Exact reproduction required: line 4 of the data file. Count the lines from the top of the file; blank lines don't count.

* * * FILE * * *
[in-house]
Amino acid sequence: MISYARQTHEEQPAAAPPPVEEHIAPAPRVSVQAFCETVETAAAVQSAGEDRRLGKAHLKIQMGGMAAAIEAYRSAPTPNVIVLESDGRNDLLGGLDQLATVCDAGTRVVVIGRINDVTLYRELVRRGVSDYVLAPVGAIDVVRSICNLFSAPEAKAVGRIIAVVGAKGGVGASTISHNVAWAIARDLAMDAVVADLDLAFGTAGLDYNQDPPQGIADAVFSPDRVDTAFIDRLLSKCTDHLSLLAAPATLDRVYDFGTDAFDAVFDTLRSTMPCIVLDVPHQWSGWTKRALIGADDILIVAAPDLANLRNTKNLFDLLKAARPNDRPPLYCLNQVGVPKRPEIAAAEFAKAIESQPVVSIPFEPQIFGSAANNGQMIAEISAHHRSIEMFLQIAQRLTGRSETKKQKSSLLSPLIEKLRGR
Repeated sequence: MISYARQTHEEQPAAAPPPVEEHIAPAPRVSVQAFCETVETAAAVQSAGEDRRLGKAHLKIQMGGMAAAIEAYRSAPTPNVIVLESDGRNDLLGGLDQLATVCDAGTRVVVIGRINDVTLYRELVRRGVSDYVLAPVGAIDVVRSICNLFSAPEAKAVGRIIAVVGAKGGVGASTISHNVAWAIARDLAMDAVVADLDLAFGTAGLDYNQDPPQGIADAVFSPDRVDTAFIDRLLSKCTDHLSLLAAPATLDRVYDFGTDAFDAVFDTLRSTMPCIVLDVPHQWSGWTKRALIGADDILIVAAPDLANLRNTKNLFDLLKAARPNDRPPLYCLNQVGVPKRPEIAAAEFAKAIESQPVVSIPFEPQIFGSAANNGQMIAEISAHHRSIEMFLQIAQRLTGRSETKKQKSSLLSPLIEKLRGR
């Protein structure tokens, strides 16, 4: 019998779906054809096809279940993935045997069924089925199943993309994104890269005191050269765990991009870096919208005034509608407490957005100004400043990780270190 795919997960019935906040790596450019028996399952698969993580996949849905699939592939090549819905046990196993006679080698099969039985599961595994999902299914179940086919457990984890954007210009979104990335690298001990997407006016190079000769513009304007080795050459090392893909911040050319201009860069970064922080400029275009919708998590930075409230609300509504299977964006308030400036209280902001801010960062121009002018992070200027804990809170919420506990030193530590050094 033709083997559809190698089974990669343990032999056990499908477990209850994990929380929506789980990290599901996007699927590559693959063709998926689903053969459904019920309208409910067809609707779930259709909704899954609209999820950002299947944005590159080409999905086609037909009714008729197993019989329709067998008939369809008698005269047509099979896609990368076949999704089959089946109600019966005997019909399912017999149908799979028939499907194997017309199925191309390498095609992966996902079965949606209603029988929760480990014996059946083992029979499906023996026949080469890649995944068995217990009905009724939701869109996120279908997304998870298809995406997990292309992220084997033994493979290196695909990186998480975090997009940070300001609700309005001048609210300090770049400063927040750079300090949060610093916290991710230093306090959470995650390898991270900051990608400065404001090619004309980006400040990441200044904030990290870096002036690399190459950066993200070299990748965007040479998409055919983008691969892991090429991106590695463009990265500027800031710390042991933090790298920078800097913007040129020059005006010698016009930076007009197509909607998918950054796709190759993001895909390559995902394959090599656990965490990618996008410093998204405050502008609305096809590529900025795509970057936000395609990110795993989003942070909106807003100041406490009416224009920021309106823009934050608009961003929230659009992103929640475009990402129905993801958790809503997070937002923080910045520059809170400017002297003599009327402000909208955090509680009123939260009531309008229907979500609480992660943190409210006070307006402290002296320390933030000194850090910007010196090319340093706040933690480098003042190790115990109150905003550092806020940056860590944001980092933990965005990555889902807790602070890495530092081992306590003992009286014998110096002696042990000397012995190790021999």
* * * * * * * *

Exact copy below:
């Protein structure tokens, strides 16, 4: 019998779906054809096809279940993935045997069924089925199943993309994104890269005191050269765990991009870096919208005034509608407490957005100004400043990780270190 795919997960019935906040790596450019028996399952698969993580996949849905699939592939090549819905046990196993006679080698099969039985599961595994999902299914179940086919457990984890954007210009979104990335690298001990997407006016190079000769513009304007080795050459090392893909911040050319201009860069970064922080400029275009919708998590930075409230609300509504299977964006308030400036209280902001801010960062121009002018992070200027804990809170919420506990030193530590050094 033709083997559809190698089974990669343990032999056990499908477990209850994990929380929506789980990290599901996007699927590559693959063709998926689903053969459904019920309208409910067809609707779930259709909704899954609209999820950002299947944005590159080409999905086609037909009714008729197993019989329709067998008939369809008698005269047509099979896609990368076949999704089959089946109600019966005997019909399912017999149908799979028939499907194997017309199925191309390498095609992966996902079965949606209603029988929760480990014996059946083992029979499906023996026949080469890649995944068995217990009905009724939701869109996120279908997304998870298809995406997990292309992220084997033994493979290196695909990186998480975090997009940070300001609700309005001048609210300090770049400063927040750079300090949060610093916290991710230093306090959470995650390898991270900051990608400065404001090619004309980006400040990441200044904030990290870096002036690399190459950066993200070299990748965007040479998409055919983008691969892991090429991106590695463009990265500027800031710390042991933090790298920078800097913007040129020059005006010698016009930076007009197509909607998918950054796709190759993001895909390559995902394959090599656990965490990618996008410093998204405050502008609305096809590529900025795509970057936000395609990110795993989003942070909106807003100041406490009416224009920021309106823009934050608009961003929230659009992103929640475009990402129905993801958790809503997070937002923080910045520059809170400017002297003599009327402000909208955090509680009123939260009531309008229907979500609480992660943190409210006070307006402290002296320390933030000194850090910007010196090319340093706040933690480098003042190790115990109150905003550092806020940056860590944001980092933990965005990555889902807790602070890495530092081992306590003992009286014998110096002696042990000397012995190790021999």